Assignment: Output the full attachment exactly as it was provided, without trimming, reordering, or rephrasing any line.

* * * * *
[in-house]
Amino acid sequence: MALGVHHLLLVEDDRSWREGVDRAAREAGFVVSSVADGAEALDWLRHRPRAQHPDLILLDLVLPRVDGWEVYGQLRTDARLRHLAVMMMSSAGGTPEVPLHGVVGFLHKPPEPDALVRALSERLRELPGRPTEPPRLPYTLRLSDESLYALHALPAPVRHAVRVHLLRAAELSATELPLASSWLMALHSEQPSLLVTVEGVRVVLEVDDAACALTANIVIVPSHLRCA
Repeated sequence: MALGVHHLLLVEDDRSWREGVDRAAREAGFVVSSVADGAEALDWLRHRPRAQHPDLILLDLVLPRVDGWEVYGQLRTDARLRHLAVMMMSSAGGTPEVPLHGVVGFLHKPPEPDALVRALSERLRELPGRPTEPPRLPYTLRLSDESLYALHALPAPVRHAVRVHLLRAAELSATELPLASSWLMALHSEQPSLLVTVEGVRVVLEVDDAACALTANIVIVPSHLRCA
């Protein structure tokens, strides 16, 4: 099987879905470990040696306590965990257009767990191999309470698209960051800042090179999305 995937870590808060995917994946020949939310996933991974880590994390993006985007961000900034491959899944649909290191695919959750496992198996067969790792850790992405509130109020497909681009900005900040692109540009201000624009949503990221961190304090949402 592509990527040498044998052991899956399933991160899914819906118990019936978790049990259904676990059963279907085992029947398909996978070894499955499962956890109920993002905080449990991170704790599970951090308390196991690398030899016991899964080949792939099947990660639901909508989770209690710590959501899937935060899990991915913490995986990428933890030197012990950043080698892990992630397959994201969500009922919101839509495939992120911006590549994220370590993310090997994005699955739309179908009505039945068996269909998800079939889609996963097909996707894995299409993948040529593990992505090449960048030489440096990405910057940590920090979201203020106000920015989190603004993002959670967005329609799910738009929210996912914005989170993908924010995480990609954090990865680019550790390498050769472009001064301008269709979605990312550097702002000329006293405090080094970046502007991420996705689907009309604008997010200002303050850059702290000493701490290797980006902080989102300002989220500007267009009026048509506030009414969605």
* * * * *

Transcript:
[in-house]
Amino acid sequence: MALGVHHLLLVEDDRSWREGVDRAAREAGFVVSSVADGAEALDWLRHRPRAQHPDLILLDLVLPRVDGWEVYGQLRTDARLRHLAVMMMSSAGGTPEVPLHGVVGFLHKPPEPDALVRALSERLRELPGRPTEPPRLPYTLRLSDESLYALHALPAPVRHAVRVHLLRAAELSATELPLASSWLMALHSEQPSLLVTVEGVRVVLEVDDAACALTANIVIVPSHLRCA
Repeated sequence: MALGVHHLLLVEDDRSWREGVDRAAREAGFVVSSVADGAEALDWLRHRPRAQHPDLILLDLVLPRVDGWEVYGQLRTDARLRHLAVMMMSSAGGTPEVPLHGVVGFLHKPPEPDALVRALSERLRELPGRPTEPPRLPYTLRLSDESLYALHALPAPVRHAVRVHLLRAAELSATELPLASSWLMALHSEQPSLLVTVEGVRVVLEVDDAACALTANIVIVPSHLRCA
């Protein structure tokens, strides 16, 4: 099987879905470990040696306590965990257009767990191999309470698209960051800042090179999305 995937870590808060995917994946020949939310996933991974880590994390993006985007961000900034491959899944649909290191695919959750496992198996067969790792850790992405509130109020497909681009900005900040692109540009201000624009949503990221961190304090949402 592509990527040498044998052991899956399933991160899914819906118990019936978790049990259904676990059963279907085992029947398909996978070894499955499962956890109920993002905080449990991170704790599970951090308390196991690398030899016991899964080949792939099947990660639901909508989770209690710590959501899937935060899990991915913490995986990428933890030197012990950043080698892990992630397959994201969500009922919101839509495939992120911006590549994220370590993310090997994005699955739309179908009505039945068996269909998800079939889609996963097909996707894995299409993948040529593990992505090449960048030489440096990405910057940590920090979201203020106000920015989190603004993002959670967005329609799910738009929210996912914005989170993908924010995480990609954090990865680019550790390498050769472009001064301008269709979605990312550097702002000329006293405090080094970046502007991420996705689907009309604008997010200002303050850059702290000493701490290797980006902080989102300002989220500007267009009026048509506030009414969605």